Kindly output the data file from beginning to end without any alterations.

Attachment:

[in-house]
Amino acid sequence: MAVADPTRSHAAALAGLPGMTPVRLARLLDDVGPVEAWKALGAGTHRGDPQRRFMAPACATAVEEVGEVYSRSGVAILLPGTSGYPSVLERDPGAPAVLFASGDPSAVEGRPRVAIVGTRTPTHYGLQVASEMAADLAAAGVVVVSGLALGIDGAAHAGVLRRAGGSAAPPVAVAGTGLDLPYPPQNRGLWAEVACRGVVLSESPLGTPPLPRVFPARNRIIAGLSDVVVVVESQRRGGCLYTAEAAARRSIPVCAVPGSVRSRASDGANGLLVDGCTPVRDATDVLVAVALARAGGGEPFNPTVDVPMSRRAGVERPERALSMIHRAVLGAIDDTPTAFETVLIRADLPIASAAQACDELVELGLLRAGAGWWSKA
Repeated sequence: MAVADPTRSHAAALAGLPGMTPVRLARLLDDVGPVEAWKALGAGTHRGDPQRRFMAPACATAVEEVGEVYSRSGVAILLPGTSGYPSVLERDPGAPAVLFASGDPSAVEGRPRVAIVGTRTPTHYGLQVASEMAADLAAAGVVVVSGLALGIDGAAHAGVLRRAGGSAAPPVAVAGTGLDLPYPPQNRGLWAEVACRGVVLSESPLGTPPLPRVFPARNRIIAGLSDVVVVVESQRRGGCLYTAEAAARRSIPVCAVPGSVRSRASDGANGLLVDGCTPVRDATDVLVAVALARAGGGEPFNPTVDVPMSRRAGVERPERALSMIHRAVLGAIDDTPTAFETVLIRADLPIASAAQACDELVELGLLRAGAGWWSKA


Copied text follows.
[in-house]
Amino acid sequence: MAVADPTRSHAAALAGLPGMTPVRLARLLDDVGPVEAWKALGAGTHRGDPQRRFMAPACATAVEEVGEVYSRSGVAILLPGTSGYPSVLERDPGAPAVLFASGDPSAVEGRPRVAIVGTRTPTHYGLQVASEMAADLAAAGVVVVSGLALGIDGAAHAGVLRRAGGSAAPPVAVAGTGLDLPYPPQNRGLWAEVACRGVVLSESPLGTPPLPRVFPARNRIIAGLSDVVVVVESQRRGGCLYTAEAAARRSIPVCAVPGSVRSRASDGANGLLVDGCTPVRDATDVLVAVALARAGGGEPFNPTVDVPMSRRAGVERPERALSMIHRAVLGAIDDTPTAFETVLIRADLPIASAAQACDELVELGLLRAGAGWWSKA
Repeated sequence: MAVADPTRSHAAALAGLPGMTPVRLARLLDDVGPVEAWKALGAGTHRGDPQRRFMAPACATAVEEVGEVYSRSGVAILLPGTSGYPSVLERDPGAPAVLFASGDPSAVEGRPRVAIVGTRTPTHYGLQVASEMAADLAAAGVVVVSGLALGIDGAAHAGVLRRAGGSAAPPVAVAGTGLDLPYPPQNRGLWAEVACRGVVLSESPLGTPPLPRVFPARNRIIAGLSDVVVVVESQRRGGCLYTAEAAARRSIPVCAVPGSVRSRASDGANGLLVDGCTPVRDATDVLVAVALARAGGGEPFNPTVDVPMSRRAGVERPERALSMIHRAVLGAIDDTPTAFETVLIRADLPIASAAQACDELVELGLLRAGAGWWSKA